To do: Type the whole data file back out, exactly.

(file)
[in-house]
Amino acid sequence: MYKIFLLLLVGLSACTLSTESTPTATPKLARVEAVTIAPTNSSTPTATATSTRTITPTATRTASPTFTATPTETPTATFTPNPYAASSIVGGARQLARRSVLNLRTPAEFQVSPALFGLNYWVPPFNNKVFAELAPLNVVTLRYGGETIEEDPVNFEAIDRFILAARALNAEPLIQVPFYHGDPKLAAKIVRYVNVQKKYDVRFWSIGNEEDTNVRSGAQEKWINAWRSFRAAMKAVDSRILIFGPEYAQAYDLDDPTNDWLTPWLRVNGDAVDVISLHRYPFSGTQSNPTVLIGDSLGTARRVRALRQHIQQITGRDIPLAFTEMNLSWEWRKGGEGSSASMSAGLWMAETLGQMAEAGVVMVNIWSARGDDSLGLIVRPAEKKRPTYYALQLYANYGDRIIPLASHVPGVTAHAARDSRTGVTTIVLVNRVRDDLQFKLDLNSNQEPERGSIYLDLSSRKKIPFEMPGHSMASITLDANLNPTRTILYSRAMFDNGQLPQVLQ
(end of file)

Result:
[in-house]
Amino acid sequence: MYKIFLLLLVGLSACTLSTESTPTATPKLARVEAVTIAPTNSSTPTATATSTRTITPTATRTASPTFTATPTETPTATFTPNPYAASSIVGGARQLARRSVLNLRTPAEFQVSPALFGLNYWVPPFNNKVFAELAPLNVVTLRYGGETIEEDPVNFEAIDRFILAARALNAEPLIQVPFYHGDPKLAAKIVRYVNVQKKYDVRFWSIGNEEDTNVRSGAQEKWINAWRSFRAAMKAVDSRILIFGPEYAQAYDLDDPTNDWLTPWLRVNGDAVDVISLHRYPFSGTQSNPTVLIGDSLGTARRVRALRQHIQQITGRDIPLAFTEMNLSWEWRKGGEGSSASMSAGLWMAETLGQMAEAGVVMVNIWSARGDDSLGLIVRPAEKKRPTYYALQLYANYGDRIIPLASHVPGVTAHAARDSRTGVTTIVLVNRVRDDLQFKLDLNSNQEPERGSIYLDLSSRKKIPFEMPGHSMASITLDANLNPTRTILYSRAMFDNGQLPQVLQ